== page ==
Jack Hobson lives as he has for approximately 50 years, off the waters lakes Clark and Iliamna. Compared to bottled water, lake water is cleaner, he says. But because he lives within 17 miles of the proposed site for the Pebble gold and copper mine, he and the other members of the Nondalton tribal council are worried.
"Water is the giver of life," he said. "We really need to protect our water in the state of Alaska."
Hobson, the president of the Nondalton tribal council, said he's not against mining, but after examining Alaska's track record regarding large scale operations such as the Kensington gold mine in Juneau and the state's water quality standards, he decided to take action. Hobson is the cosponsor for the Alaska Clean Water Initiative, which would hold Northern Dynasty and other mining companies to stricter standards if they want to mine in the state of Alaska.
"If there's going to be mining in Alaska, let's keep the water clean," Hobson said. "All of us depend on water for everything."
Supporters and skeptics showed up at the Alaska Clean Water Initiative rally at Kenai Peninsula College on Saturday to voice opinions, gain more information and add their name to a list of signatures. Dave Atcheson, Kenai Peninsula outreach director for the Renewable Resource Coalition (RRC), said the initiative needs 23,800 signatures by Jan. 1 to be included on the 2008 ballot.
"(We're going to) convince people to collect signatures," he said. "There are currently 20 people collecting, I hope we can get more."
Steve Schoonmaker, a commercial fisherman and hunting guide, fished and hunted in the Lake Clark and Bristol Bay areas since the 1970s. Sporting a cap that depicting a rainbow trout over a pot of gold saying Rainbows Over Gold, he said he supports the initiative because it would give the people of the state of Alaska more of a say. It's not just the mine that would have an impact on the region, it's the roads and anything else that goes with it, he said.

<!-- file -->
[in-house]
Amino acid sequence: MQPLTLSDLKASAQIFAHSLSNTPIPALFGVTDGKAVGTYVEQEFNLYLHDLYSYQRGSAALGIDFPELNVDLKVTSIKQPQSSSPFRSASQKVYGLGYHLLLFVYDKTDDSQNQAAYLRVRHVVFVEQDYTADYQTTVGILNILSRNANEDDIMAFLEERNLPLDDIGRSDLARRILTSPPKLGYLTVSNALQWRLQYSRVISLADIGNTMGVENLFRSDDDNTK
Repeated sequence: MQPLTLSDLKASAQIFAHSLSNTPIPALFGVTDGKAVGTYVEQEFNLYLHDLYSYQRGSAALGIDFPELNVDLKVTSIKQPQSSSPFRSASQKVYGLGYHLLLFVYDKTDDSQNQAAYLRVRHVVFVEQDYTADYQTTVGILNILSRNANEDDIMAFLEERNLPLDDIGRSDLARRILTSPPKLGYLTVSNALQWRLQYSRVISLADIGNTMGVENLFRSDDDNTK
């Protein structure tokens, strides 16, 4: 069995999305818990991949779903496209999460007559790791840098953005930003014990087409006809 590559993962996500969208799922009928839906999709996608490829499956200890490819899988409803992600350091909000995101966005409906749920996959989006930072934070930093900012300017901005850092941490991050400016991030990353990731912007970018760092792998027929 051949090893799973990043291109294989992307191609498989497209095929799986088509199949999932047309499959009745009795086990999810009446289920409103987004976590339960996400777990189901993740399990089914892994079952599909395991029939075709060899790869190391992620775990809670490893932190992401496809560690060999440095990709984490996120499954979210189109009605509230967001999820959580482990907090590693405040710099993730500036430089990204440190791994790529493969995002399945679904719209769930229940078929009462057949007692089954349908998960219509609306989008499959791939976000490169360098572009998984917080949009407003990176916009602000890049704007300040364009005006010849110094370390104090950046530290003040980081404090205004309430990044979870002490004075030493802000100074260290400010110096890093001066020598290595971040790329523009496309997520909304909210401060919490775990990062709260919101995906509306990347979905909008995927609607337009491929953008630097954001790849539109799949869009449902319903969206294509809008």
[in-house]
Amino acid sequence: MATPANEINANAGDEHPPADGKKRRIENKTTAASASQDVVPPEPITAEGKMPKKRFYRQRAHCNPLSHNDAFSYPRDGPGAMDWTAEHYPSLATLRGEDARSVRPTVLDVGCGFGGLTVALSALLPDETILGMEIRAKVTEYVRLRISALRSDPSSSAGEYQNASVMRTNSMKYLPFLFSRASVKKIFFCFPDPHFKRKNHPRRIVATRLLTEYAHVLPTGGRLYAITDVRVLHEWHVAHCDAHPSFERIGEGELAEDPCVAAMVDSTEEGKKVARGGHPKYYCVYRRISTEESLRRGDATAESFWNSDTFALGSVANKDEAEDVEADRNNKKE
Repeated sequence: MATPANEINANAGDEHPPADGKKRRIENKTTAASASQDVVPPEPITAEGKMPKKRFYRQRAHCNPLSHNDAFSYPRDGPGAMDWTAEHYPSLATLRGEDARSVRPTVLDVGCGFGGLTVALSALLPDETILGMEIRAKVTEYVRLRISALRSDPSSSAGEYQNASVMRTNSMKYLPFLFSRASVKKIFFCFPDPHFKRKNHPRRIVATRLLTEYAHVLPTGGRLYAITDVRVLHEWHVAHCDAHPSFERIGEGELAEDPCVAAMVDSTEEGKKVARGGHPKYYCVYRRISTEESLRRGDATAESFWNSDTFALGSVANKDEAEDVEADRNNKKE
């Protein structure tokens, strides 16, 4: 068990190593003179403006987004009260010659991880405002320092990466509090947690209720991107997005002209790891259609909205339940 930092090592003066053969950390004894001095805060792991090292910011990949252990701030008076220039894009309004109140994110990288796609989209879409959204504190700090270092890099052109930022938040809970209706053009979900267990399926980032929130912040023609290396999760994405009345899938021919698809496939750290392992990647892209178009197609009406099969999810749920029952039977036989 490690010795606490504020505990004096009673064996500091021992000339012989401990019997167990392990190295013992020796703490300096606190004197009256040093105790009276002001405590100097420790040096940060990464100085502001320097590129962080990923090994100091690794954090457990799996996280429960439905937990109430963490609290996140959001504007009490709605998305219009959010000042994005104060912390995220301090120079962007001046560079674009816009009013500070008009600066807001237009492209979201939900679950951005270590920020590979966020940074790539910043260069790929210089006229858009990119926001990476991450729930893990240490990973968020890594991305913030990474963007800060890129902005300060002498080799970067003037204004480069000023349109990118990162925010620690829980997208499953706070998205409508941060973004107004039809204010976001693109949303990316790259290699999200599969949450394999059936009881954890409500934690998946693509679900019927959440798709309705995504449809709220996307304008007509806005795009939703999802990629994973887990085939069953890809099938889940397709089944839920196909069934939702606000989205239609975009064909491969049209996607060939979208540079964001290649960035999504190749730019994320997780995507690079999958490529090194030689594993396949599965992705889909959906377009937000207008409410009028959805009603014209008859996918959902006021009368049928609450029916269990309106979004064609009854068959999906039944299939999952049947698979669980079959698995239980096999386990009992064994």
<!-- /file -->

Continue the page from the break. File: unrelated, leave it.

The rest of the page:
"It's time for us to have a say in things," he said. "This either could be the last place to do it wrong and the first place to do it right."
D.J. and Joel Blatchford said as Alaska Natives they've owned land in the Bristol Bay region since "time immemorial." Not necessarily opposed to something that will create jobs in that region, D.J. Blatchford wondered what the point of the rally was.
"I counted 25 people here," she said, adding that the reality is natives need to be able to make a living, especially now that Agrium shut down. "What can 25 people do against 650,000? We're going to back whatever is going to pay us. I want what's best for the people."
Amanda Burg spent much of Saturday collecting signatures for the iniative and had about a dozen by the time Atcheson, Hobson and others spoke. She said she became aware of the Pebble mine situation when fisheries consultant Dr. Carol Ann Woody spoke at Cook Inlet Aquaculture in October. She, like Hobson, said she's not against mining either, but added that if Northern Dynasty cared as much about the fishery and watershed as they say they do, they would support the initiative. When asked if she thinks Northern Dynasty could operate Pebble mine without damaging the watershed, she said the location and type of mine would make that hard to accomplish.
"It's a bad place for a mine," Burg said, adding that she set out to get as many signatures as she could. "It's just protecting our fish and our future. Anyone who lives in Alaska should want to sign it."
Bear biologist Steve Stringham said he comes from a mining family, his father having earned his bachelor's degree in mining engineering before he worked for Dow chemicals. Stringham said he was raised with the idea that good conservation equals good business, reminding folks that just because a watershed meets the Environmental Protection Agency's water quality standards it doesn't mean the water is fit for salmon to spawn and humans to drink.
"We live in a country that is so cold and wet it prevents nitrogen from being used by the plants here," he said. "Nitrogen comes from salmon. Salmon has impacts on everything."
Jessica Cejnar can be reached at email@example.com.
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